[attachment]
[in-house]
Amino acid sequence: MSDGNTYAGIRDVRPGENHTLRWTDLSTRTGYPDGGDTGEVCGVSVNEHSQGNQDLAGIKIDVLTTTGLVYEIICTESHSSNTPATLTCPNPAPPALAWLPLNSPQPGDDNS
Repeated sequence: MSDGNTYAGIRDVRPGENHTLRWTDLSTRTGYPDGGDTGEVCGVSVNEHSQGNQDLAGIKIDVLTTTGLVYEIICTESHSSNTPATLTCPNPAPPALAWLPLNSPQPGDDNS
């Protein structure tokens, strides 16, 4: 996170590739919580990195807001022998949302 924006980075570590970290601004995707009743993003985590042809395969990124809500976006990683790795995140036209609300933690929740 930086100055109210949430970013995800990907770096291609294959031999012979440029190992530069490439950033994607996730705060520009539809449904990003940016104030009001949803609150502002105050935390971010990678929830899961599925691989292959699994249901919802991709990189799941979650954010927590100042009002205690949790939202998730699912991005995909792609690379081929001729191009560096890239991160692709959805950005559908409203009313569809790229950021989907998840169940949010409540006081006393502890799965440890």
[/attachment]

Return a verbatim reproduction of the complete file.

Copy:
[in-house]
Amino acid sequence: MSDGNTYAGIRDVRPGENHTLRWTDLSTRTGYPDGGDTGEVCGVSVNEHSQGNQDLAGIKIDVLTTTGLVYEIICTESHSSNTPATLTCPNPAPPALAWLPLNSPQPGDDNS
Repeated sequence: MSDGNTYAGIRDVRPGENHTLRWTDLSTRTGYPDGGDTGEVCGVSVNEHSQGNQDLAGIKIDVLTTTGLVYEIICTESHSSNTPATLTCPNPAPPALAWLPLNSPQPGDDNS
């Protein structure tokens, strides 16, 4: 996170590739919580990195807001022998949302 924006980075570590970290601004995707009743993003985590042809395969990124809500976006990683790795995140036209609300933690929740 930086100055109210949430970013995800990907770096291609294959031999012979440029190992530069490439950033994607996730705060520009539809449904990003940016104030009001949803609150502002105050935390971010990678929830899961599925691989292959699994249901919802991709990189799941979650954010927590100042009002205690949790939202998730699912991005995909792609690379081929001729191009560096890239991160692709959805950005559908409203009313569809790229950021989907998840169940949010409540006081006393502890799965440890």